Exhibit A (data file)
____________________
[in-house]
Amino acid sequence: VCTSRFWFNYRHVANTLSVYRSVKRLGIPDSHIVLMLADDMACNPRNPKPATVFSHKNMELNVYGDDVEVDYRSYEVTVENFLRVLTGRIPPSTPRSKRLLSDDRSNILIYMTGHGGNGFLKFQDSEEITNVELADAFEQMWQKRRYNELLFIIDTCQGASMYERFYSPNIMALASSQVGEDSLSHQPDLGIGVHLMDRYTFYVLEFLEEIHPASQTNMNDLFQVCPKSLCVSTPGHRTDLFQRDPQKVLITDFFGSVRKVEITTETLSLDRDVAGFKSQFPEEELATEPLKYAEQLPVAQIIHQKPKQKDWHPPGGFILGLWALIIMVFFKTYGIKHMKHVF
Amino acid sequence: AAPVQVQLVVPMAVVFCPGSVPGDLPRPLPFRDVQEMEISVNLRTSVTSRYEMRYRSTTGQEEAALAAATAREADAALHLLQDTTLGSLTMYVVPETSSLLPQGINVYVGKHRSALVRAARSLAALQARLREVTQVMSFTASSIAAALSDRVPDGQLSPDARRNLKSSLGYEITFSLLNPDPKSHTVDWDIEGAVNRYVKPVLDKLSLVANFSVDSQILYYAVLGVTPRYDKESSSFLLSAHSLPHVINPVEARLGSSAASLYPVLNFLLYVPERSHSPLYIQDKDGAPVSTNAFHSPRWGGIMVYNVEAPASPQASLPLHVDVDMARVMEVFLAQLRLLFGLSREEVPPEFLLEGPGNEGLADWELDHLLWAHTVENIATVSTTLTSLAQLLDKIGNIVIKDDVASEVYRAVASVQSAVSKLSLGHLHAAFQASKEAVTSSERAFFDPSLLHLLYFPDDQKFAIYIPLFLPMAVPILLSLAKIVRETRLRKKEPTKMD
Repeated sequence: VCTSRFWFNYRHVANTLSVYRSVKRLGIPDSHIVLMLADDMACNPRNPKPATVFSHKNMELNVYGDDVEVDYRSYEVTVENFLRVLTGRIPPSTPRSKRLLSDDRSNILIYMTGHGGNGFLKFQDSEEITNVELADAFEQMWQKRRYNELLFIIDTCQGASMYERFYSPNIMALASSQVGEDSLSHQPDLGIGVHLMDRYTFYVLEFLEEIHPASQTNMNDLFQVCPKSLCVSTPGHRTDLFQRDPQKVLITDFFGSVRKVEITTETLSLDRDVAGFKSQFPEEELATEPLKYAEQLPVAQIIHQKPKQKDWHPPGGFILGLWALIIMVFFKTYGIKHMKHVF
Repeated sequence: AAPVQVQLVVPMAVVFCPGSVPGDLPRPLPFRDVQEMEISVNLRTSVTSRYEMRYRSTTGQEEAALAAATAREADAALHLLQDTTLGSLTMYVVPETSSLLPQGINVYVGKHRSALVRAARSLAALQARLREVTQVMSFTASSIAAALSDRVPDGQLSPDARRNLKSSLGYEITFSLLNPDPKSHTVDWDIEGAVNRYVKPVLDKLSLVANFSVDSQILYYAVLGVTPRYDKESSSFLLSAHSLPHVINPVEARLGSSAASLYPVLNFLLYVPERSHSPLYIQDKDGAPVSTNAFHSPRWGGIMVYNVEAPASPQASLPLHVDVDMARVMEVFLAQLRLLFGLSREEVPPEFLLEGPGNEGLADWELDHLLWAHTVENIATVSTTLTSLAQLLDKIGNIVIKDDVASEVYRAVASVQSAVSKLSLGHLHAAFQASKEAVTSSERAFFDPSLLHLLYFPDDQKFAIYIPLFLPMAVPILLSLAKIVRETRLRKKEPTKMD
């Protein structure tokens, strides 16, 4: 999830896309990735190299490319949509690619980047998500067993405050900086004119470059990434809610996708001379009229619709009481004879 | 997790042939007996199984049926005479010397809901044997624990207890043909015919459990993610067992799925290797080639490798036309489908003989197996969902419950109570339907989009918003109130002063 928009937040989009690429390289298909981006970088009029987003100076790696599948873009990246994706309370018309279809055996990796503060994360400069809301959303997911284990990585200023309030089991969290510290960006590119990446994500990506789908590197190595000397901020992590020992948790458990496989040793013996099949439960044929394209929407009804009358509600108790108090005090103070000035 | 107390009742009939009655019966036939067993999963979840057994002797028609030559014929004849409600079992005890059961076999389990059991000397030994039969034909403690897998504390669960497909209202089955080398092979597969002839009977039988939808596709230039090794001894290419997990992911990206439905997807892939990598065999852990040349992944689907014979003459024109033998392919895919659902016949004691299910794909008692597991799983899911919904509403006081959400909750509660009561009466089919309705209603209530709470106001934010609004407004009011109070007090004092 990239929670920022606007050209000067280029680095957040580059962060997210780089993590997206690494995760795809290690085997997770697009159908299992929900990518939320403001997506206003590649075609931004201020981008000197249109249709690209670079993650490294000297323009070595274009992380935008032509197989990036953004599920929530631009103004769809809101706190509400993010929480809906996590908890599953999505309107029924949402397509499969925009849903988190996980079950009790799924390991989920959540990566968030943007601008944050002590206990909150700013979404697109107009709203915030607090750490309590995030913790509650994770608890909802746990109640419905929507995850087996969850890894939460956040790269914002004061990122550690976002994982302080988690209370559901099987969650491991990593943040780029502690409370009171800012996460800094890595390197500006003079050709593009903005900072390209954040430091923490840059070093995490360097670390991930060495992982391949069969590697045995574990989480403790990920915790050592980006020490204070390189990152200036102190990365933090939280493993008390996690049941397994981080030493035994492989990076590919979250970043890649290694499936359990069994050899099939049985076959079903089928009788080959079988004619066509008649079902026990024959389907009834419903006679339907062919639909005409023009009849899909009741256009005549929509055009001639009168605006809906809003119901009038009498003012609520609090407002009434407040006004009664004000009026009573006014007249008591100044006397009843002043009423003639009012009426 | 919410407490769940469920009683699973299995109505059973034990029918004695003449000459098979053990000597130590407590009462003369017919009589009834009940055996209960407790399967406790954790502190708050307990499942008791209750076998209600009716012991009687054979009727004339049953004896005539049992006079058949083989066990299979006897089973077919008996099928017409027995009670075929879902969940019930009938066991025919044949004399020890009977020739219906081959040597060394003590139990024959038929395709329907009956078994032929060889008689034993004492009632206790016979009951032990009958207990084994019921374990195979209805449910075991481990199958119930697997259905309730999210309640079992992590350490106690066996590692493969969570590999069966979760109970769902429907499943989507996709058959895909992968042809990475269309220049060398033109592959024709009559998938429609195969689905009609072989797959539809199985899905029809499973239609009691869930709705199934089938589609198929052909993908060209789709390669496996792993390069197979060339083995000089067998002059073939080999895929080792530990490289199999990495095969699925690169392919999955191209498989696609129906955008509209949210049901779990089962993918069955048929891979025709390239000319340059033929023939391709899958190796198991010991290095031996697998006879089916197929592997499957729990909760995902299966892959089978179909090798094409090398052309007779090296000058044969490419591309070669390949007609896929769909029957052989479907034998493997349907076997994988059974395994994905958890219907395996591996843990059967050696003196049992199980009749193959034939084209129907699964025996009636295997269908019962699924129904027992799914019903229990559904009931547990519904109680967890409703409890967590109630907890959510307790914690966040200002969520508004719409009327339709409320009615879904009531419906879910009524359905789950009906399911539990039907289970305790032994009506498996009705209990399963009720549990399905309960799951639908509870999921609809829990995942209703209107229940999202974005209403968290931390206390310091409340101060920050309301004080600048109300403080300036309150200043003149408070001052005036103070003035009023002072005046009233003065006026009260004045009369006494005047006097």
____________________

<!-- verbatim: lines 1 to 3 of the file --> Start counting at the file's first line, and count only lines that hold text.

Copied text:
[in-house]
Amino acid sequence: VCTSRFWFNYRHVANTLSVYRSVKRLGIPDSHIVLMLADDMACNPRNPKPATVFSHKNMELNVYGDDVEVDYRSYEVTVENFLRVLTGRIPPSTPRSKRLLSDDRSNILIYMTGHGGNGFLKFQDSEEITNVELADAFEQMWQKRRYNELLFIIDTCQGASMYERFYSPNIMALASSQVGEDSLSHQPDLGIGVHLMDRYTFYVLEFLEEIHPASQTNMNDLFQVCPKSLCVSTPGHRTDLFQRDPQKVLITDFFGSVRKVEITTETLSLDRDVAGFKSQFPEEELATEPLKYAEQLPVAQIIHQKPKQKDWHPPGGFILGLWALIIMVFFKTYGIKHMKHVF
Amino acid sequence: AAPVQVQLVVPMAVVFCPGSVPGDLPRPLPFRDVQEMEISVNLRTSVTSRYEMRYRSTTGQEEAALAAATAREADAALHLLQDTTLGSLTMYVVPETSSLLPQGINVYVGKHRSALVRAARSLAALQARLREVTQVMSFTASSIAAALSDRVPDGQLSPDARRNLKSSLGYEITFSLLNPDPKSHTVDWDIEGAVNRYVKPVLDKLSLVANFSVDSQILYYAVLGVTPRYDKESSSFLLSAHSLPHVINPVEARLGSSAASLYPVLNFLLYVPERSHSPLYIQDKDGAPVSTNAFHSPRWGGIMVYNVEAPASPQASLPLHVDVDMARVMEVFLAQLRLLFGLSREEVPPEFLLEGPGNEGLADWELDHLLWAHTVENIATVSTTLTSLAQLLDKIGNIVIKDDVASEVYRAVASVQSAVSKLSLGHLHAAFQASKEAVTSSERAFFDPSLLHLLYFPDDQKFAIYIPLFLPMAVPILLSLAKIVRETRLRKKEPTKMD